Covered Health Care Providers
On March 17, 2020, the Department of Health and Human Services Office for Civil Rights (“OCR”) announced that it will exercise enforcement discretion for health care providers communicating with patients and providing telehealth services through remote communications technologies during the COVID-19 nationwide public health emergency. OCR’s Notification of Enforcement Discretion states that it will waive sanctions and penalties for HIPAA violations connected to the “good faith” provision of telehealth through the use of audio or video communication technologies. Covered health care providers may use certain technologies for telehealth services, even if the technologies or the manner in which they are used by health care providers do not comply with the HIPAA Rules.
Under the Notification, OCR permits health care providers to use non-public facing audio or video applications – i.e., those applications not accessible from the Internet but only from within the internal network – for the purpose of assessing and treating a patient exhibiting COVID-19 symptoms or other medical conditions not related to COVID-19. OCR encourages providers to enable all available encryption and privacy modes for the applications and to notify their patients that there may be privacy risks. OCR emphasizes that health care providers are not allowed to use public facing applications for the provision of telehealth.
Covered health care providers who want additional privacy protections are encouraged to use technology vendors that are HIPAA compliant and will enter into a business associate agreement (“BAA”) for their video communication products. OCR’s Notification contains a list of vendors that represent they are HIPAA-compliant, but notes that OCR has not reviewed the BAAs offered by these vendors. During the COVID-19 nationwide public health emergency, OCR will not impose penalties related to the good faith provision of telehealth services for covered health care providers that do not have a BAA with video communication vendors.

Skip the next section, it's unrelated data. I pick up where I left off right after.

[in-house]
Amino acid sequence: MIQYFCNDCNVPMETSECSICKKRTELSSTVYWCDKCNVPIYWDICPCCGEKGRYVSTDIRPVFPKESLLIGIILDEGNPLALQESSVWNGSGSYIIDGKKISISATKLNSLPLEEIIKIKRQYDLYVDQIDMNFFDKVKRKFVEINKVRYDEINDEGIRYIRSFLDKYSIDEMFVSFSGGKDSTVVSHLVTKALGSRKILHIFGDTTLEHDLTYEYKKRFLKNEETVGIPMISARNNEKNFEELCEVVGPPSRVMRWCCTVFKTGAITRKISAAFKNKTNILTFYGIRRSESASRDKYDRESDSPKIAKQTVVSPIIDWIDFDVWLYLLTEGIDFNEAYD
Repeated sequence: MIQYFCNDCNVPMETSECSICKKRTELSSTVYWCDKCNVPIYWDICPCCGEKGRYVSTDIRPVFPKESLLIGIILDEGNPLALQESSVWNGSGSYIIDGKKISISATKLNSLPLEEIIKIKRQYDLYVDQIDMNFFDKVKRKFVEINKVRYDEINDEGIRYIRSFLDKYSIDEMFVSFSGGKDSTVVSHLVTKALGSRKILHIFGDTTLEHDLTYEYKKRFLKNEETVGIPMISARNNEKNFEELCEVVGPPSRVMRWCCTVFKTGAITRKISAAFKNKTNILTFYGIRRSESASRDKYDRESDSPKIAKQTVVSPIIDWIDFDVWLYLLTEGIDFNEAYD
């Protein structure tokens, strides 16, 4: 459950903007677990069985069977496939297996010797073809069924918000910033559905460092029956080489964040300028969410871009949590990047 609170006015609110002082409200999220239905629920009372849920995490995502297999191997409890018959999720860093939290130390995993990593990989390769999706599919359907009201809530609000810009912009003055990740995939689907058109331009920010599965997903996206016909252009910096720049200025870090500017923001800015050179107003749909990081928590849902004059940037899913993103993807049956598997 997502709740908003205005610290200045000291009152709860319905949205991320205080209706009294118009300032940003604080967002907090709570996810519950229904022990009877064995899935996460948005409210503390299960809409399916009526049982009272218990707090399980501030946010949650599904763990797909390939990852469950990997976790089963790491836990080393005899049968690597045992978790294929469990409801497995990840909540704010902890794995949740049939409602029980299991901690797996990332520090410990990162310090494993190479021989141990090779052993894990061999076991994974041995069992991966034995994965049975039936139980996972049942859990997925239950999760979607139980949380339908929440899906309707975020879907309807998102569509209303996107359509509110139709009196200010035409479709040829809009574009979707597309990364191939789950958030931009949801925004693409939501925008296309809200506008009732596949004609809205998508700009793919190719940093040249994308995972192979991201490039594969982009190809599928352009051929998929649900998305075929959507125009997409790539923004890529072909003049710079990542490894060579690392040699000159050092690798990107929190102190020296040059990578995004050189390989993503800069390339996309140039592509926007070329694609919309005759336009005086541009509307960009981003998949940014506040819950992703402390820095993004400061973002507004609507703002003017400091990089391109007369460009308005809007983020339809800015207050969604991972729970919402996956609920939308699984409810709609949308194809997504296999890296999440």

Effective March 15, 2020, HHS will also waive sanctions and penalties for covered hospitals that do not comply with certain provisions of the HIPAA Privacy Rule. The limited waiver states that covered hospitals will not risk HIPAA violations for failing to comply with:
- the requirement to obtain patient authorization to speak with family members or friends involved with the patient’s care;
- the requirement to honor a patient’s request to opt out of the facility directory;
- the requirement to distribute a notice of privacy practices;
- the patient’s right to request additional privacy restrictions; and
- the patient’s right to request confidential communications.
This limited waiver applies only (1) in the emergency area identified in the public health emergency declaration; (2) to covered hospitals that have instituted a disaster protocol; and (3) for up to 72 hours after the hospital implements its disaster protocol. Once the declaration of a public health emergency is terminated, covered hospitals must resume compliance with all HIPAA requirements for any patient under their care.